Susan Wonnacott said scientists were forced to accept such grants because rejecting them would starve Britain's future science base, by denying experience to graduate scientists.
Last week, the announcement that BAT had funded work by the Medical Research Council looking at the effects of nicotine on disorders such as Alzheimer's disease caused a huge row, leading to condemnation by senior academics and expressions of regret by researchers at the MRC.
In her laboratory at the University of Bath's School of Biology and Biochemistry, Dr Wonnacott said: "I think most people would prefer not to take grants that can be misconstrued by the public. But at the same time, we have a responsibility to try to maintain a career structure for graduate scientists".
The two-year grant of pounds 100,000 from BAT, which runs out this month, was about 15 per cent of her overall costs - "enough to employ one postdoctoral scientist."
Dr Wonnacott is one of a handful of scientists in the country doing detailed work on nicotine's effects. It is an enormously specialist field, but could yield knowledge about addiction, the treatment of a wide range of illnesses, and even why some things please us and others don't.
Without the funding, she could not have employed the scientist to assist on the project. "We're in something of a cleft stick in universities, because there are so few sources of funding," she said. "Government cutbacks have made life so difficult. Suppose you've got a laboratory where a post- doctoral scientist is working for three or four years, and your grant is coming to an end. If you can keep them in employment by getting an industry grant, you do."
But such rows now seem inevitable. Industrial funding of university research has more than tripled in the past decade, following repeated cuts by the Government in the grants made to universities. Some are now uneasy about the possible distortions of science that might follow. The MRC's involvement with BAT is only the most recent example.
Many scientists are worried about the fact that industrial sponsors may try to influence, or even block, the publication of research they have funded but whose results they find uncomfortable. A frequently cited case is that of Boots and the University of California in San Francisco (UCSF).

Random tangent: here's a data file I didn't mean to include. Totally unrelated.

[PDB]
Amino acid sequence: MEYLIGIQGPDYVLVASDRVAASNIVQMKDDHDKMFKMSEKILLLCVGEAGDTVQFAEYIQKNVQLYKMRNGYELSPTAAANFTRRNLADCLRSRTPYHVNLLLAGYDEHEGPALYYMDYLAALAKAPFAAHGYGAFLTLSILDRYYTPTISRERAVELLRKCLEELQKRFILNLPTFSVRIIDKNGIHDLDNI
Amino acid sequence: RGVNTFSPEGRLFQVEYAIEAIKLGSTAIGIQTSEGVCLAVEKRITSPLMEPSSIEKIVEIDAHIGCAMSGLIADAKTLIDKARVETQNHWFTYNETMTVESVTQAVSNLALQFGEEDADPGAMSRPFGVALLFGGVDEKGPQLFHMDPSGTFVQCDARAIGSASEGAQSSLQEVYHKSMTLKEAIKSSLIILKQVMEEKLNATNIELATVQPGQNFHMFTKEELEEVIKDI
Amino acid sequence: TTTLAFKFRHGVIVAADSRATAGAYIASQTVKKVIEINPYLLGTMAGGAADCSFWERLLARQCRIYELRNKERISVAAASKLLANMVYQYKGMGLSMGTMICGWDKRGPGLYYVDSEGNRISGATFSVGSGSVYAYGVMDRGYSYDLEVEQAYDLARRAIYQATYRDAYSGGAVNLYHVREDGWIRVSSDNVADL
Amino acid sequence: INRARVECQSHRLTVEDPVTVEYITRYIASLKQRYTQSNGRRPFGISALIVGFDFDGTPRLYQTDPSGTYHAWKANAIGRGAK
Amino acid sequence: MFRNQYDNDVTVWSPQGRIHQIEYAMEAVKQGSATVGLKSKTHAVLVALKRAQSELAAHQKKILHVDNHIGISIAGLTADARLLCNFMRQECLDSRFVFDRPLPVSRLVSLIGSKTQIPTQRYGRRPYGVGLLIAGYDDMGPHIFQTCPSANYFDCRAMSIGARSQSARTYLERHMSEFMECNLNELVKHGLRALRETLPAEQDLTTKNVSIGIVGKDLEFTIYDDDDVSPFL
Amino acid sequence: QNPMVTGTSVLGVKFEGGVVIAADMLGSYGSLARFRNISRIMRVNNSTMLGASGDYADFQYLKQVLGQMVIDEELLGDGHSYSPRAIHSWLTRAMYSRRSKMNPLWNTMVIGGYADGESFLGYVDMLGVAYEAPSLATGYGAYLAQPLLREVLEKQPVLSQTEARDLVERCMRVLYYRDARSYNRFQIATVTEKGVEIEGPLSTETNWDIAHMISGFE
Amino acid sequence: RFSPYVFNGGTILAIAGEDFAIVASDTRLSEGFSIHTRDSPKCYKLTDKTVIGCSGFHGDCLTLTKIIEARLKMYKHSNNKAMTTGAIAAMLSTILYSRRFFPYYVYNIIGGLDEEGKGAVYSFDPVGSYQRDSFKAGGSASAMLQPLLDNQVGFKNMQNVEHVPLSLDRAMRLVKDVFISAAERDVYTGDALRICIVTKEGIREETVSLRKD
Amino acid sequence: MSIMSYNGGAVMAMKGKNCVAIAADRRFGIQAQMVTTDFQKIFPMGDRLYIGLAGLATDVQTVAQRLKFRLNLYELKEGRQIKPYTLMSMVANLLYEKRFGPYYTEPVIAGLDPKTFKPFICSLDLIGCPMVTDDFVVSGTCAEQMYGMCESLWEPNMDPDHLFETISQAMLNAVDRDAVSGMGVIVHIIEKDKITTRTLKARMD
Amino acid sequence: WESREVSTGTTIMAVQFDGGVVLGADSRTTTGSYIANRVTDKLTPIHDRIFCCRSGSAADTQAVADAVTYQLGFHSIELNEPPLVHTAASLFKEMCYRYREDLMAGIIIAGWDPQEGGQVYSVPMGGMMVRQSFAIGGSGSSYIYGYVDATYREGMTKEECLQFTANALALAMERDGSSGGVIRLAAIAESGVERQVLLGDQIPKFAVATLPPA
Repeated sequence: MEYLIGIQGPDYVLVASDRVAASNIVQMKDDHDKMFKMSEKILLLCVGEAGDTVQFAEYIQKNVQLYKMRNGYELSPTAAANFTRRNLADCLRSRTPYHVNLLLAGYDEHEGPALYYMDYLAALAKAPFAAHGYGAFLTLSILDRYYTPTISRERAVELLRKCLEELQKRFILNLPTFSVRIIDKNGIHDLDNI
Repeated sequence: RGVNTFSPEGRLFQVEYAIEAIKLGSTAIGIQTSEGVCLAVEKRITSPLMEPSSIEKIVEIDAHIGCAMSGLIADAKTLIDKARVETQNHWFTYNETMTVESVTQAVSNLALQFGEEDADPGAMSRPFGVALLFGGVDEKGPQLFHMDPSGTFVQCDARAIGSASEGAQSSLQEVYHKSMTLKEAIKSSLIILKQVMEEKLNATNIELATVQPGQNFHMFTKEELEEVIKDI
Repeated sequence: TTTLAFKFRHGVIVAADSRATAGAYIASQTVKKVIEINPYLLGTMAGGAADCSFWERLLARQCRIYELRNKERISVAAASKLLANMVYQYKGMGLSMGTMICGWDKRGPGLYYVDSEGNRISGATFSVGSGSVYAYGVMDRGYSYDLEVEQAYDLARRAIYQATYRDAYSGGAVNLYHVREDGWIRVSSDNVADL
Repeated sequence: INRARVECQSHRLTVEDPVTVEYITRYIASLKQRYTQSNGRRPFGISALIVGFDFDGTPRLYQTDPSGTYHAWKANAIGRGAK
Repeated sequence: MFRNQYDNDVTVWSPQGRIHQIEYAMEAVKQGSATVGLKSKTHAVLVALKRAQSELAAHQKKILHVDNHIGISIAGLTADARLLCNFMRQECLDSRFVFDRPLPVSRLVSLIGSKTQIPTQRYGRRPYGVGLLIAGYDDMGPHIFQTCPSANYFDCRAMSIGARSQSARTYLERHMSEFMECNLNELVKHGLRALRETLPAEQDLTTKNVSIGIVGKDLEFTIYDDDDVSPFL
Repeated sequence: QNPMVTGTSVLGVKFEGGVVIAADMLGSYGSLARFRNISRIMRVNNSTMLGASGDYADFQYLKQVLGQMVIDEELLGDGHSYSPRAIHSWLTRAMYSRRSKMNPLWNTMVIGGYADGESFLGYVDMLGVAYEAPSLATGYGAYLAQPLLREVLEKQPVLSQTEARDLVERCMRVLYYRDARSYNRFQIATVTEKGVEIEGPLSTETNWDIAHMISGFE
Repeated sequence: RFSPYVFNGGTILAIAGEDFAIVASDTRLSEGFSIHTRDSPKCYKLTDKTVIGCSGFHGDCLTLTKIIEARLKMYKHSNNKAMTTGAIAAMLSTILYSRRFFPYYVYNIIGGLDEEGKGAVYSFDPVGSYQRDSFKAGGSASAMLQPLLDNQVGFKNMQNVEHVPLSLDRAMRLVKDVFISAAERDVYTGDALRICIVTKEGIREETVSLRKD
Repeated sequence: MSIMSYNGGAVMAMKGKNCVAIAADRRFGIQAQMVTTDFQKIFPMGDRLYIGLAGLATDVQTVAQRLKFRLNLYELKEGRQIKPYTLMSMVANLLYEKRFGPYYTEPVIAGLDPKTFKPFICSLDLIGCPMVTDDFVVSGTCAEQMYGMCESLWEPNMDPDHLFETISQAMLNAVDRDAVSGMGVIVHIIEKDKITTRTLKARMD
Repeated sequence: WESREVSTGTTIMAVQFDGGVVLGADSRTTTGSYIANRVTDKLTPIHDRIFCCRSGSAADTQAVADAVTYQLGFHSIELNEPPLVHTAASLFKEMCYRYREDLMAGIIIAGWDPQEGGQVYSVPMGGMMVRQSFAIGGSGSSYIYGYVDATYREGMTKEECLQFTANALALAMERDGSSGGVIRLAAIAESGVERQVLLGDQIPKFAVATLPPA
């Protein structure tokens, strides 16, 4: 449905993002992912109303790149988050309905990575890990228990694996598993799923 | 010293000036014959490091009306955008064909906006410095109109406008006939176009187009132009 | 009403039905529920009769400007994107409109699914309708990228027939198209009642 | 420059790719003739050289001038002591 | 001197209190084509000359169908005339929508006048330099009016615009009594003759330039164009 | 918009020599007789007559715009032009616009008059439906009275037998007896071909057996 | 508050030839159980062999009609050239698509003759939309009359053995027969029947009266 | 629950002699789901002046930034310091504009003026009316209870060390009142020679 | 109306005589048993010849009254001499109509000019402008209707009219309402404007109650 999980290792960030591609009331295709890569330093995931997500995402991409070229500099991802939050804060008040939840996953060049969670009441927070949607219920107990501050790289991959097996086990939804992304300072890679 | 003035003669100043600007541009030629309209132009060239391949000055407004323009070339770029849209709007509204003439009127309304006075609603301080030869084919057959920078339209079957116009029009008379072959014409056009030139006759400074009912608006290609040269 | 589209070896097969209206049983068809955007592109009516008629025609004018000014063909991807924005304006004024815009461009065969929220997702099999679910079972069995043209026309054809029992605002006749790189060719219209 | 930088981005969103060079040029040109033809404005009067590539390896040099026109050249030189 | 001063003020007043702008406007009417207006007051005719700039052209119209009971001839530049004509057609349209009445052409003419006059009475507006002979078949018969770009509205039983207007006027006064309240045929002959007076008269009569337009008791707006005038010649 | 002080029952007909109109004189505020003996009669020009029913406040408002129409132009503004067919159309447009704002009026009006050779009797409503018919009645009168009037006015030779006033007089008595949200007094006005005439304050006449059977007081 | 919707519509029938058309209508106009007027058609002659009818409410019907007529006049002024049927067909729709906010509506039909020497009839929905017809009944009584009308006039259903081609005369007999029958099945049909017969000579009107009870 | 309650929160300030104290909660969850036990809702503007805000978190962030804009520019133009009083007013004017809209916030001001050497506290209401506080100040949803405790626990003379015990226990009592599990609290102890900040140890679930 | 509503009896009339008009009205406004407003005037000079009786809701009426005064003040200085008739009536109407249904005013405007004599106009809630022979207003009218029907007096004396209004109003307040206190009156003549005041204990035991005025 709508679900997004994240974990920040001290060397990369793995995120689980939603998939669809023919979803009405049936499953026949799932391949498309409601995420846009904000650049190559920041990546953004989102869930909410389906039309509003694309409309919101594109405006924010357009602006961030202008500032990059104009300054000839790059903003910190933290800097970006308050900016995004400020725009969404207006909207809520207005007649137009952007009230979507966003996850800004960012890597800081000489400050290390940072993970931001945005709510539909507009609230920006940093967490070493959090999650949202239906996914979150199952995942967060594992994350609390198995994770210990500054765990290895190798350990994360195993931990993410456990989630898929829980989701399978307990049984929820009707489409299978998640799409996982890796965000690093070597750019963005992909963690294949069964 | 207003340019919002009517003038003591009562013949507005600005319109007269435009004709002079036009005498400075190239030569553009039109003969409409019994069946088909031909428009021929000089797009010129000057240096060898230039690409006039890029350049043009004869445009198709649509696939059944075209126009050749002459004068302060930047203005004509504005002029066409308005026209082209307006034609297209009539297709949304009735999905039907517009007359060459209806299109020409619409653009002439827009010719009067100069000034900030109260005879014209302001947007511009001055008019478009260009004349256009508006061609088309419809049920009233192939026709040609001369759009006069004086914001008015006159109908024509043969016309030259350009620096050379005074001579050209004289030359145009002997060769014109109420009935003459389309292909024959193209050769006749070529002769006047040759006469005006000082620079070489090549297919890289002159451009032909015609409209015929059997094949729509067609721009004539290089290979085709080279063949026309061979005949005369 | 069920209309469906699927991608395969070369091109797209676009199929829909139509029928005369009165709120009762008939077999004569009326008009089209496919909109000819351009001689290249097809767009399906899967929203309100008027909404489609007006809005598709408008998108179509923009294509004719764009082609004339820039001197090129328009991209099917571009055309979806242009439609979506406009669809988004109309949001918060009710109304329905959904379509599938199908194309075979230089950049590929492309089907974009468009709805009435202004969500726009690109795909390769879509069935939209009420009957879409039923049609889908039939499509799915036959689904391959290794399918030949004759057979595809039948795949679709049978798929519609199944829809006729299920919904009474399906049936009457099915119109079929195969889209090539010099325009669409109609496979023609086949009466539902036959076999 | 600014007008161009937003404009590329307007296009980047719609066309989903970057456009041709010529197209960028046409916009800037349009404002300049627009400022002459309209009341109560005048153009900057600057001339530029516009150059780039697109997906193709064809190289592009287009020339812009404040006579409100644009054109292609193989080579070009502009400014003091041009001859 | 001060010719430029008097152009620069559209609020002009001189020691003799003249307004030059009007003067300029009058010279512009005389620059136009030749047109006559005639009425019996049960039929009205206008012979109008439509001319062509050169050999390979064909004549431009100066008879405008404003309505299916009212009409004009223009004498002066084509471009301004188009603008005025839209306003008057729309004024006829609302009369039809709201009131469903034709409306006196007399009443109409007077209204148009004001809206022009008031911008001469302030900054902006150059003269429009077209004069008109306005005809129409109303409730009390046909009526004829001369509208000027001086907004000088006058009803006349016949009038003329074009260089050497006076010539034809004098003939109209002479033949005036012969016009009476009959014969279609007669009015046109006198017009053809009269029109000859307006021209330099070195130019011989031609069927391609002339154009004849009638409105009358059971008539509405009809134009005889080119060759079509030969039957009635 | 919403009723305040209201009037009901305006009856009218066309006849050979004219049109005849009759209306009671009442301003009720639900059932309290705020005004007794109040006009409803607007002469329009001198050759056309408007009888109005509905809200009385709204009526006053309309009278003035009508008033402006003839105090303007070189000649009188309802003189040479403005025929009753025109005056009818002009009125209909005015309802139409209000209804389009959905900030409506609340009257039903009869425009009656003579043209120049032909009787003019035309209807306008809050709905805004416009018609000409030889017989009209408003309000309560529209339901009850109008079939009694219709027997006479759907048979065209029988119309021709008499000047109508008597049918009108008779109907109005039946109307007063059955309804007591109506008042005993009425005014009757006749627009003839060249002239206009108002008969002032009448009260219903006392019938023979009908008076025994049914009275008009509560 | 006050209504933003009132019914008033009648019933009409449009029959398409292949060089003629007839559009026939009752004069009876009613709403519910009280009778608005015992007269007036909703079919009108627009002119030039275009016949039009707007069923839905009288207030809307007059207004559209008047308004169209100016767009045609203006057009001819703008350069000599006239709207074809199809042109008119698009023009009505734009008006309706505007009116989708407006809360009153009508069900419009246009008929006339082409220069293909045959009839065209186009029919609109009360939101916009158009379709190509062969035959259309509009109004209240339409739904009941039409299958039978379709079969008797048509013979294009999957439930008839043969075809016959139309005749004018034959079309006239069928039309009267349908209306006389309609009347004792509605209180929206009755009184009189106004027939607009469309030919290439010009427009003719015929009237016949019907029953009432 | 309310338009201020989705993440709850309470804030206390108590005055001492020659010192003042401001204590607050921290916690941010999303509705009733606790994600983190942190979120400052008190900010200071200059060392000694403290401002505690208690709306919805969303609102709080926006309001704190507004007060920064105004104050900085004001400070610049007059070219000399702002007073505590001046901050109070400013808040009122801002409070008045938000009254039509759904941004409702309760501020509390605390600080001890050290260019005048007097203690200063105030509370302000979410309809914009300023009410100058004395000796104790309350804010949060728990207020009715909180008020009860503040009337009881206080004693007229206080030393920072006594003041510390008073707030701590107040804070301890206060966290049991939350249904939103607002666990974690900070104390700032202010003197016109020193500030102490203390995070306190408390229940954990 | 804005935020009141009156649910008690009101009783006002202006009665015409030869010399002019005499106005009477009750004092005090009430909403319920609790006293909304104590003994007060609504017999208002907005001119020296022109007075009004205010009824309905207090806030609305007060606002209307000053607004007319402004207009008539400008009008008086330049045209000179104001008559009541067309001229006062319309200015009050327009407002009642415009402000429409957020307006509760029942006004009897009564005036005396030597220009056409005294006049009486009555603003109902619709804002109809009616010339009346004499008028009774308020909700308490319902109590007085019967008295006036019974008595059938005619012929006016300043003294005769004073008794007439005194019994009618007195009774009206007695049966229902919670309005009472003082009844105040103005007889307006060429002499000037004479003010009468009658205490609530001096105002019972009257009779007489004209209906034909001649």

Last year, Boots blocked the publication in the Journal of the American Medical Association (JAMA) of a paper written by a UCSF scientist whose study it had funded since 1989.
The scientist was investigating whether a drug made by Boots's pharmaceuticals arm to treat a metabolic disorder called hypothyroidism offered any advantage over cheaper alternatives made by other companies. The study concluded that it did not, and that US health costs could be cut by $356m annually.
However, Boots objected to the work and used a clause in its funding contract with the UCSF scientist - specifying that publication could only follow Boots's written consent - to block the publication of the paper in JAMA, despite the journal having carefully checked the quality of the study and deciding that it met scientific standards.
The paper has never been published and Boots subsequently sold off its pharmaceuticals arm. Last week, its UK head office said it no longer sponsors research in uni- versities.
UK university advisers are aware of the potential pitfalls. "I'm sure most people have taken the Boots case as an example of what can happen if they don't take great care," said Jane Lee, corporate affairs director of the MRC. "It illustrates the traps you can fall into."
The MRC and Dr Wonnacott insist that BAT's funding contract is not onerous. "There are no strings attached - not on the research itself or on publication, nor did they demand to be acknowledged in any paper I write, or to see the publication in advance," she said.
So far, there has been no instance in the UK of a dispute like that between Boots and the USCF, according to Michael Powell, policy adviser at the Committee of Vice-Chancellors and Principals, which advises universities. "Certainly, universities here are aware of these issues, and try to ensure that these things are sorted out at the contract stage," he said.
The funding of research by tobacco companies seems likely to rumble on. "The smoking debate arouses a lot of passions that make it seem black and white," said Dr Wonnacott. "But there are greyer aspects in doing research."Reuse content